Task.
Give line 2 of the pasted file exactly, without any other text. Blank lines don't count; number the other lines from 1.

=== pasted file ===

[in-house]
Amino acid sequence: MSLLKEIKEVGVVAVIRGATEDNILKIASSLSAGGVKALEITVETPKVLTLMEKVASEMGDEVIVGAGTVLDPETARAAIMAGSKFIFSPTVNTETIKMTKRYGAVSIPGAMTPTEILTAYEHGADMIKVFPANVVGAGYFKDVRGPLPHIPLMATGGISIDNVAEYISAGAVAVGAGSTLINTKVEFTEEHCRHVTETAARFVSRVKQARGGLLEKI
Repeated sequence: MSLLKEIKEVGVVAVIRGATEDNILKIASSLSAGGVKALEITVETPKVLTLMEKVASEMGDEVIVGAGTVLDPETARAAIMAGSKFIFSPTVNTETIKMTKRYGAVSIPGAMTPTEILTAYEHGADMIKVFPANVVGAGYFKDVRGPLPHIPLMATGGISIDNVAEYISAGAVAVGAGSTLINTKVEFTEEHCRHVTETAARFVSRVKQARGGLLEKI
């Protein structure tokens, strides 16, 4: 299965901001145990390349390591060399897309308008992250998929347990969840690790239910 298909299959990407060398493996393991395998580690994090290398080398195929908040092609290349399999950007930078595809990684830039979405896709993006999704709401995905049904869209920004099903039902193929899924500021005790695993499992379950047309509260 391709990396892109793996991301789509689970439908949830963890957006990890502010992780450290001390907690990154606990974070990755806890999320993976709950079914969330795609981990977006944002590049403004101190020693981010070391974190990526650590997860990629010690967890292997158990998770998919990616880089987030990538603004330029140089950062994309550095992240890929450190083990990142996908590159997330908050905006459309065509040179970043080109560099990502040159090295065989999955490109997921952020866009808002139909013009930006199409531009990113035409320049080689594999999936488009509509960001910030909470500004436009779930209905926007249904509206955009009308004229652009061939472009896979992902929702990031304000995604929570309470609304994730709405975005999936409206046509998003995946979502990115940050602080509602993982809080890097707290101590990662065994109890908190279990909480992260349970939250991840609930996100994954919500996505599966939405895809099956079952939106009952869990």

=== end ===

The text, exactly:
Amino acid sequence: MSLLKEIKEVGVVAVIRGATEDNILKIASSLSAGGVKALEITVETPKVLTLMEKVASEMGDEVIVGAGTVLDPETARAAIMAGSKFIFSPTVNTETIKMTKRYGAVSIPGAMTPTEILTAYEHGADMIKVFPANVVGAGYFKDVRGPLPHIPLMATGGISIDNVAEYISAGAVAVGAGSTLINTKVEFTEEHCRHVTETAARFVSRVKQARGGLLEKI